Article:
• COO and Co-Founder of OSK, Tushar Prabhakar states: “Paired with our recent $16M United States Air Force contract award in October 2020, the close of this Series A round allows us to focus on the deployment of the GHOSt constellation and the commercial release of our monitoring services platform SIGMA™.” OSK aims to become a global leader providing targeted solutions for customer pain points, in response to the energy sector’s demands for better leak prevention and monitoring. 10)

Sensor Complement (Hyperspectral Imager)

Hyperspectral imaging (HSI) allows for frequent data collection to build detailed analyses and insight into the target location. Standard optical imagery features only a few colour bands and cannot characterise material or molecular composition. Aurora’s hyperspectral imager captures 450 narrow continuous spectral bands in the visible and shortwave infrared spectrum at a 30 m spatial resolution, and is capable of measuring carbon dioxide (CO2), methane (CH4), nitrous oxide (N2O) and other greenhouse gases. 1)

The GHOSt satellites will image in 512 spectral bands across the visible to SWIR region, ranging from 400 - 2500 nm in wavelength at 8 m HSI and 3 m panchromatic spatial resolutions. 7)

Hyperspectral imagery from the satellites is processed and analysed in real-time using the NVIDIA Jetson edge AI platform, and insights can then be viewed through OSK’s SIGMATM (Spectral Intelligence Global Monitoring Application). OSK’s imagery has monitored more than 20,000 km of pipelines for customers, and detected nearly 100 methane leaks, 200 hydrocarbon leaks, and more than 300 intrusive events related to digging or construction activities. OSK revealed these leaks have helped eliminate the potential for them to become serious energy crises.  11)

Aurora and GHOSt use the NVIDIA Jetson AGX Xavier module as an AI engine onboard the satellites to process the hyperspectral data collected. With approximately 15 orbits per day, NVIDIA can process all the onboard data from the satellites in an orbit within that same orbit, enabling continuous data capture. 11)

Ground Segment

Spectral Intelligence Global Monitoring Application (SIGMATM)

SIGMA™ Monitor is an integrated, customizable platform that provides real-time reporting for global persistent monitoring. Through SIGMA Monitor, OSK’s customers are able to track their site activity as often as daily, with revisit options to suit tailored requirements. It will also provide chemical IDs and classification down to the molecule with Spectral IntelligenceTM, and real-time reporting with insights and notifications enabling rapid response.

The process for this starts with data capture from the satellite constellation, which is securely transmitted to the cloud. Second, the gathered hyperspectral data is analysed and compared to current datasets to examine dynamic environmental activity and chemical changes. Lastly, the SIGMA™ Monitor provides real-time reporting and critical intel to the user so they can enact a rapid response. 12)

Figure 5: SIGMATM Monitor (Image Credit: OSK)

 

References  

1) GEO, ClimateTRACE, WGIC, “GHG Monitoring from Space: A mapping of capabilities across public, private, and hybrid satellite missions,” 2021

2) “Orbital Sidekick Successfully Launches First Satellites in GHOSt Constellation,” GlobeNewswire, April 17, 2023, URL: https://www.globenewswire.com/news-release/2023/04/17/2648093/0/en/Orbital-Sidekick-Successfully-Launches-First-Satellites-in-GHOSt-Constellation.html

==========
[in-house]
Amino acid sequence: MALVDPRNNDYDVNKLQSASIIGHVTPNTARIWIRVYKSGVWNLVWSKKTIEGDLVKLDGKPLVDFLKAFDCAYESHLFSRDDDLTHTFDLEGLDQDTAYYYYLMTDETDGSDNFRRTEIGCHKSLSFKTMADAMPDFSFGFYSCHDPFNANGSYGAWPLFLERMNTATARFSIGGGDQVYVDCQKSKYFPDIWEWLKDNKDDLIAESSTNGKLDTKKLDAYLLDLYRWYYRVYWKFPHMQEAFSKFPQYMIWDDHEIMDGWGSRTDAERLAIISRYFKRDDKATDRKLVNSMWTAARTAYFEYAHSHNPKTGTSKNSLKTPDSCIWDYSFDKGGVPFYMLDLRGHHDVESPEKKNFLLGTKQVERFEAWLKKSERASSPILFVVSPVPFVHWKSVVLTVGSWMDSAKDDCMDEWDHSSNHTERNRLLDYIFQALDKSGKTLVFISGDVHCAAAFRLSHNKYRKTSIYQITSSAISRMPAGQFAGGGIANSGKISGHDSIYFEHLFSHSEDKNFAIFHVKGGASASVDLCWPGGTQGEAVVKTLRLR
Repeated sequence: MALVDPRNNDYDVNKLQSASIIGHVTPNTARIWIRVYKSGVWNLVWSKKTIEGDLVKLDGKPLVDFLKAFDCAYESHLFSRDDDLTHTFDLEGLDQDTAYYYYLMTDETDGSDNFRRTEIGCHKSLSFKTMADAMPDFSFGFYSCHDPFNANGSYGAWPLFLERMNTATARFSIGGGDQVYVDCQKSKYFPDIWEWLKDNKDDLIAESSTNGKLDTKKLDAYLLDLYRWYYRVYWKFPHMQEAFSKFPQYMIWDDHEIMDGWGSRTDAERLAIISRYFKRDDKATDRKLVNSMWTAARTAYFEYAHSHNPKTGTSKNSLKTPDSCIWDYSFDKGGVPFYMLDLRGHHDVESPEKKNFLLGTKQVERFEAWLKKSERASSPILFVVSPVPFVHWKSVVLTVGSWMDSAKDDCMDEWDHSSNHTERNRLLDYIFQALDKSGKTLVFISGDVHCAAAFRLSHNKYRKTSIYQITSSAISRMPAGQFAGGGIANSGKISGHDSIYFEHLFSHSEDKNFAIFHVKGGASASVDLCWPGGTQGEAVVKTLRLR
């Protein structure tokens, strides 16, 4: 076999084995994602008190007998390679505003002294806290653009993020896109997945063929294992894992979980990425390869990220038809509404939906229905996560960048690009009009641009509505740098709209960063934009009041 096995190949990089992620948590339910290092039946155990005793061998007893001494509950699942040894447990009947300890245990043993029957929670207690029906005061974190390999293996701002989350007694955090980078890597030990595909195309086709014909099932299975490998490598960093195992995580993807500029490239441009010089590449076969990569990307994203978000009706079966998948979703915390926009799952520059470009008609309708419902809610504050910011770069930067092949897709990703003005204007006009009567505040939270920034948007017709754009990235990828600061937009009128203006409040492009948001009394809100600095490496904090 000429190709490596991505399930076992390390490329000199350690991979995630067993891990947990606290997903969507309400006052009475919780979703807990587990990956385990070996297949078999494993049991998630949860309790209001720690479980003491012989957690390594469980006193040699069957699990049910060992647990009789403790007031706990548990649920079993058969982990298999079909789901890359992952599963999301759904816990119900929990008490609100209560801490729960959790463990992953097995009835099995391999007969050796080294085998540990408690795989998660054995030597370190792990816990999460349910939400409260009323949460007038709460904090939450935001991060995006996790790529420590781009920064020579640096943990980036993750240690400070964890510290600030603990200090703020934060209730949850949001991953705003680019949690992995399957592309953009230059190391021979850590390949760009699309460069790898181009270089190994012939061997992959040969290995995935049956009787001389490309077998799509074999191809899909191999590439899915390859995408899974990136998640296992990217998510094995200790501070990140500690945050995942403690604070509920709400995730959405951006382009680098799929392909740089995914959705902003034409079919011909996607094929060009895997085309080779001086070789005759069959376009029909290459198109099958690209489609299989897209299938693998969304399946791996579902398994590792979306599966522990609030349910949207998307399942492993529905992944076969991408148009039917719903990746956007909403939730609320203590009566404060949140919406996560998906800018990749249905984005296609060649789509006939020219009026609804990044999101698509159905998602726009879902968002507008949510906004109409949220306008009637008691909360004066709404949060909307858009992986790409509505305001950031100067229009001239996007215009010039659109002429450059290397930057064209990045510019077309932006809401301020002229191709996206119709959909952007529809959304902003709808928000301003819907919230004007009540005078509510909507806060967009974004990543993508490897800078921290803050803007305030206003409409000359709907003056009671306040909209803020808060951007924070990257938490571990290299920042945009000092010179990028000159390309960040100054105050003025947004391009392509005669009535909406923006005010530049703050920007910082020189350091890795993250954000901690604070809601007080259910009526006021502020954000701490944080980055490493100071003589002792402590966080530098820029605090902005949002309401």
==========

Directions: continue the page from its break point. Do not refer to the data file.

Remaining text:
3) Aria Alamalhodaei, “Orbital Sidekick raises $10M to bring hyperspectral imaging to oil and gas pipeline monitoring,” TechCrunch, January 31, 2021, URL: https://techcrunch.com/2023/01/31/orbital-sidekick-raises-10m-to-bring-hyperspectral-imaging-to-oil-and-gas-pipeline-monitoring/

4) “Astro Digital Orbital Debris Assessment Report (ODAR),” March 18, 2021, Astro Digital

5) “DEMO 9 (Aurora),” N2Y0.com, URL: http://www.n2yo.com/satellite/?s=48956

6) Krebs, Gunter D. “Aurora (Shasta, Astro Digital Demo 9)”. Gunter's Space Page. Retrieved March 22, 2023, from https://space.skyrocket.de/doc_sdat/aurora_osk.htm

7) “About the GHOStTM Constellation,” Orbital Sidekick, URL: https://www.orbitalsidekick.com/technology

8) “Orbital Sidekick Selected as Partner for Intelligent Pipeline Integrity Program (iPIPE),” Orbital Sidekick, October 6, URL: https://www.orbitalsidekick.com/news-blog/orbital-sidekick-selected-as-partner-for-intelligent

9) “Orbital Sidekick Characterizes Aurora, Secures Key Partnership to Enhance USG Support,” February 17, 2022, URL: https://www.orbitalsidekick.com/news-blog/orbital-sidekick-characterizes-aurora-secures-key

10) “Orbital Sidekick Secures $16 Million Series A to Commercialize Hyperspectral Satellite Monitoring Solutions for Energy and Defense Sectors,” April 13, 2021, URL: https://www.orbitalsidekick.com/news-blog/orbital-sidekick-secures-16-million-series-a

11) Angie Lee, “Braced From Space: Startup Keeps Watchful Eye on Gas Pipeline Leaks Across the Globe,” NVIDIA, January 25, 2023, URL: https://blogs.nvidia.com/blog/2023/01/25/orbital-sidekick/

12) Orbital Sidekick, URL: http://www.orbitalsidekick.com/

The information compiled and edited in this article was provided by Herbert J. Kramer from his documentation of: "Observation of the Earth and Its Environment: Survey of Missions and Sensors" (Springer Verlag) as well as many other sources after the publication of the 4th edition in 2002. - Comments and corrections to this article are always welcome for further updates (eoportal@symbios.space).